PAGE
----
The last state admitted to the union is one of the first states reimagining the country's energy practices. Hawaiian Electric Companies, a subsidiary of Hawaii Electric Industries (NYSE: HE ) , is looking to develop large-scale energy storage systems for the Oahu grid that are able to store 60 MW to 200 MW for up to 30 minutes.
In addition to the more than 11% of Hawaiian Electric's customers who use rooftop solar, the Oahu grid obtains its power from an increasing amount of utility-scale wind and solar projects. Addressing the island's clear commitment to renewable energy in a recent press release, Colton Ching, Hawaiian Electric vice president for energy delivery, said, "Energy storage is one of the key missing elements in integrating high levels of renewable energy from variable sources like solar and wind."
Islands in the sun
Surpassing the state's goal of 15% renewables by 2015, Hawaiian Electric Companies generates more than 18% of its power from renewable energy sources, and the utility shows no signs of slowing down. By 2016, Hawaiian Electric Companies is planning to deactivate 226 MW of fossil fuel power plants; moreover, the utility has said that pending annual reviews of its generation needs "additional units will likely be identified for deactivation in the years ahead."
One company that may be a contender in submitting a proposal for the energy storage project is Parker Hannifin (NYSE: PH ) . Asserting itself as one of the companies at the forefront of energy storage systems, the company cites 35 years of experience and the production of over 100,000 inverters and drives per year. Especially suited for Oahu's renewable energy needs, Parker Hannifin's Power Conversion Systems for energy storage is intended to provide support for wind and solar power.
The AES Corp. (NYSE: AES ) is another company that may show interest in Hawaiian Electric's project. A complete battery-based energy storage solution, the AES Advancion system is the latest offering from AES intended for utility and renewable energy developers. AES deployed the Advancion system last September at the Tait Energy Storage Array for Dayton Power and Light in Moraine, Ohio. With the putting of the 40 MW system in operation, AES brings its total U.S. energy storage in commercial operation at over 100 MW. Parker Hannifin is one of the first manufacturers to be named a certified supplier of the Advancion solution. The two companies have worked together before, partnering on the 64 MW Laurel Mountain Storage Array.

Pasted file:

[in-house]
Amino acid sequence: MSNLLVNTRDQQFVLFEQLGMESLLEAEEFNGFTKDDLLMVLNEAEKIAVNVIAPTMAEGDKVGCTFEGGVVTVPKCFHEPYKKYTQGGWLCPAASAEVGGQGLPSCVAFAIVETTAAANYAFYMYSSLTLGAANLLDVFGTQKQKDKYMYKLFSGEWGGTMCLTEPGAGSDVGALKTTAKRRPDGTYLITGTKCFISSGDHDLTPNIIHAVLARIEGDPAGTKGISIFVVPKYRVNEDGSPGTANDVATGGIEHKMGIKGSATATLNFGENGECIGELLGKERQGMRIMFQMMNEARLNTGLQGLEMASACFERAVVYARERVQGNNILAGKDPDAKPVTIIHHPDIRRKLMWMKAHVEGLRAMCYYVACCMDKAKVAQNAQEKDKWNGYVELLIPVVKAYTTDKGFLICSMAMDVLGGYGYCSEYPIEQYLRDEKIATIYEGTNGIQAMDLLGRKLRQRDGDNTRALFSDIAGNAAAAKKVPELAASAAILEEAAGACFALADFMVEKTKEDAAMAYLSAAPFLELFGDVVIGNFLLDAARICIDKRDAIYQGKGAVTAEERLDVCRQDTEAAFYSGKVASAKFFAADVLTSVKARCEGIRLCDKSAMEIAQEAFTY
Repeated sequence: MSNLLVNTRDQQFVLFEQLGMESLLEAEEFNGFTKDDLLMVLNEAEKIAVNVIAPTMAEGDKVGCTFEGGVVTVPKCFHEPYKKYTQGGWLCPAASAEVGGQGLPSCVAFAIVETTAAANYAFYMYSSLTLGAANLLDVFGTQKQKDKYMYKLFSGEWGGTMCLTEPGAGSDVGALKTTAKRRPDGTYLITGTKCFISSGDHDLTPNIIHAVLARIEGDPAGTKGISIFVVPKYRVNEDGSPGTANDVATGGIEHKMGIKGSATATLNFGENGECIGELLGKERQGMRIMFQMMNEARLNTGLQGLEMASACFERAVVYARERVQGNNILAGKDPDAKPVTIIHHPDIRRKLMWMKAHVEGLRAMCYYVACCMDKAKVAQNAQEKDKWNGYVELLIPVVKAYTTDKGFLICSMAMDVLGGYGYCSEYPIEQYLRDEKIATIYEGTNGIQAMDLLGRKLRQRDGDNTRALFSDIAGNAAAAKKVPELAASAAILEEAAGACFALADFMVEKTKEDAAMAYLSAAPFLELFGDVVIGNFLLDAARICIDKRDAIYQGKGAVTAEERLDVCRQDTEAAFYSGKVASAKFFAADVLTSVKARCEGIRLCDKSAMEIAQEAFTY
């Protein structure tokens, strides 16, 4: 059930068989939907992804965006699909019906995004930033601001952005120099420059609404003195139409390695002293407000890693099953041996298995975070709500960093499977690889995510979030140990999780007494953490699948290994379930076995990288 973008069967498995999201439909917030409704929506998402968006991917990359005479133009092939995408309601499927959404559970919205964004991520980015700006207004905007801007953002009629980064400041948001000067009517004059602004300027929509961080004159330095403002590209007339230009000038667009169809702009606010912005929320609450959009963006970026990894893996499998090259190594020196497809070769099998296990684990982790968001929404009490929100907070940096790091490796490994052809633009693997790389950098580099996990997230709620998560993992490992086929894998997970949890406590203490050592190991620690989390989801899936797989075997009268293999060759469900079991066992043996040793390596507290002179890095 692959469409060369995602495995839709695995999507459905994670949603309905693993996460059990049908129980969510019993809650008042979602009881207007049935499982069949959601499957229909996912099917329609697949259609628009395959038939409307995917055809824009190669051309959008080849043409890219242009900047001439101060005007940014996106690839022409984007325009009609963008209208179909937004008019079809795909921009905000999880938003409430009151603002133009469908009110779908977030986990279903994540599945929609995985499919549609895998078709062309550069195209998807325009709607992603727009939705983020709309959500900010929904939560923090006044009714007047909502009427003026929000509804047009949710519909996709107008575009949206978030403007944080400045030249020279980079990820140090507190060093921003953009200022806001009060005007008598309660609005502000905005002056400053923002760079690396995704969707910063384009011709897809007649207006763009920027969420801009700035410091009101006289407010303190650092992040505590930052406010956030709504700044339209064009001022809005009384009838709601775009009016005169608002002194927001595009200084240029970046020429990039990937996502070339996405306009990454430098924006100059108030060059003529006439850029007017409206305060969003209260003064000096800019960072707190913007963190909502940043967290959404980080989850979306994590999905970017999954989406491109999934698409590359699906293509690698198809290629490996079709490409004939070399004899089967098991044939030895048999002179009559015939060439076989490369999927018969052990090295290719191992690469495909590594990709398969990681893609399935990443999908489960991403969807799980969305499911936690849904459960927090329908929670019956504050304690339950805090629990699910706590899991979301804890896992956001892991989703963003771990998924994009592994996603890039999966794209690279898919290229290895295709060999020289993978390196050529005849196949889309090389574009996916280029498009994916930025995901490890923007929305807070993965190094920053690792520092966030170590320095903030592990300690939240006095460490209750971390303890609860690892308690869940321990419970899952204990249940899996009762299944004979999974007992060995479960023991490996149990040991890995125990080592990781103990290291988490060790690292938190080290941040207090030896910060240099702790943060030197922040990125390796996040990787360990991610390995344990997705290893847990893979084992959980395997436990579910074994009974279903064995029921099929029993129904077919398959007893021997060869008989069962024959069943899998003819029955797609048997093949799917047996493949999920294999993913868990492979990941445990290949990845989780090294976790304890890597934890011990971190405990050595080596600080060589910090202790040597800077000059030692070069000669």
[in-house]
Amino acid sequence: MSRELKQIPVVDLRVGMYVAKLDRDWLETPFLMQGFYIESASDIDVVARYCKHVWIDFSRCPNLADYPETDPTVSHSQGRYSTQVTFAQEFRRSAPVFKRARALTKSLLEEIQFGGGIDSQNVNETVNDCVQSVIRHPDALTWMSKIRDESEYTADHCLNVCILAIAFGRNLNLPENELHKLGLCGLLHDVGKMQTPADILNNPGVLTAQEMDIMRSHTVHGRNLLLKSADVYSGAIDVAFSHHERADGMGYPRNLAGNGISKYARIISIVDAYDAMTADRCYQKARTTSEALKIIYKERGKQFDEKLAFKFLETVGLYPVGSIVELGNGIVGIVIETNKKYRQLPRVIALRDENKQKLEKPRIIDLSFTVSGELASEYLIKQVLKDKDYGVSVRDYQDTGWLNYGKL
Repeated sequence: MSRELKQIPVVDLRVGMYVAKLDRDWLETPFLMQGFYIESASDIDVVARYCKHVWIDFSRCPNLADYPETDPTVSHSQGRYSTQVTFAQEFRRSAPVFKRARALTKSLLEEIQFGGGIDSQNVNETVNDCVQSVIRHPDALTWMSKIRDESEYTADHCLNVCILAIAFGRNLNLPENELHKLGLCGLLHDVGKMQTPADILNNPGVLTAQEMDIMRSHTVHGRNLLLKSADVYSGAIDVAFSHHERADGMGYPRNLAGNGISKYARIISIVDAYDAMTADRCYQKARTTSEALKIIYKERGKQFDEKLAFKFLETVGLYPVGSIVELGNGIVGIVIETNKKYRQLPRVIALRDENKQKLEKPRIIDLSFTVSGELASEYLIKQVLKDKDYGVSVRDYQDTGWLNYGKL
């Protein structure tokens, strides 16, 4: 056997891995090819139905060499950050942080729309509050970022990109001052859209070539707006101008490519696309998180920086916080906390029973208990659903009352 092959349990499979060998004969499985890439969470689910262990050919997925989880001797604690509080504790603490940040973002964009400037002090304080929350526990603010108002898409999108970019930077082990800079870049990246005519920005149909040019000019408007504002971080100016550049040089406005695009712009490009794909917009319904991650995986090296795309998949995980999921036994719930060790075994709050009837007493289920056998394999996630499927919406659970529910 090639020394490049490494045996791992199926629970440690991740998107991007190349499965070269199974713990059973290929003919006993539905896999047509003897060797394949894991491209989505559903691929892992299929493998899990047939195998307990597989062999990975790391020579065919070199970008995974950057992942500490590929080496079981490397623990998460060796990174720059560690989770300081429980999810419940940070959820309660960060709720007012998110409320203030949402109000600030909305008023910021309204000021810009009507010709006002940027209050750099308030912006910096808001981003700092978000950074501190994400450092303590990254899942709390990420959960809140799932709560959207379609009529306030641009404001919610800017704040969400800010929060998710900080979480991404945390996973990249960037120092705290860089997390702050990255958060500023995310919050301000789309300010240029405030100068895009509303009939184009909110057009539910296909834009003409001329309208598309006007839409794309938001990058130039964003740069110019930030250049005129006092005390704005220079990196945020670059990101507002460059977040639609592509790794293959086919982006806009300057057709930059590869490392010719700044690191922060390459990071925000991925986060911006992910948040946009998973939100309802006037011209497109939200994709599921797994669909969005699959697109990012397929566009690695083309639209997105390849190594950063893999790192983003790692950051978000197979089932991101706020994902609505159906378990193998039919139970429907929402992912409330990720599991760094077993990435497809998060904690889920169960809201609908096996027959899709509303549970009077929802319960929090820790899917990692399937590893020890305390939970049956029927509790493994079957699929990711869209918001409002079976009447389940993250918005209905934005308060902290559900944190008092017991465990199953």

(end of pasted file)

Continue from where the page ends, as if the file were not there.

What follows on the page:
Bringing the trend to light
In addition to growing utility-scale facilities, distributed generation is gaining favor among Hawaii's residents. SolarCity, one of the nation's leaders in residential solar installations, is so sure of its continued success in Hawaii that it just opened its second operations center, a 6,300 square-foot facility, in the state. Currently staffed by only 12 people, the company expects to double that by the end of the year. RGS Energy is another company that sees the opportunity in the state, having signed a definitive agreement to acquire Sunetric, one of the state's leading solar developers and installers. Totaling over 65 MW, Sunetric has installed over 3,500 solar projects in Hawaii. Kam Mofid, CEO for RGS Energy, believes that, "the extremely high cost of utility power in Hawaii has made it one of the most attractive markets for solar systems in the U.S., and this has led to the highest penetration of solar systems in the country." Additionally, he addresses the importance of energy storage by saying that, "Hawaii leads the industry in important areas such as grid integration and is key to the evolution of solar combined with energy storage."
The Foolish conclusion
Far gone are the days where utilities were solely comprised of coal and fossil-fuel powered facilities. Now, solar and wind-generated power are representing larger and larger portions of utilities' portfolios. As a result, utilities will need to turn to energy storage solutions. Parker Hannifin and AES are two companies poised to profit from this evolution in the American energy landscape -- if not in Hawaii, then surely elsewhere in the country.
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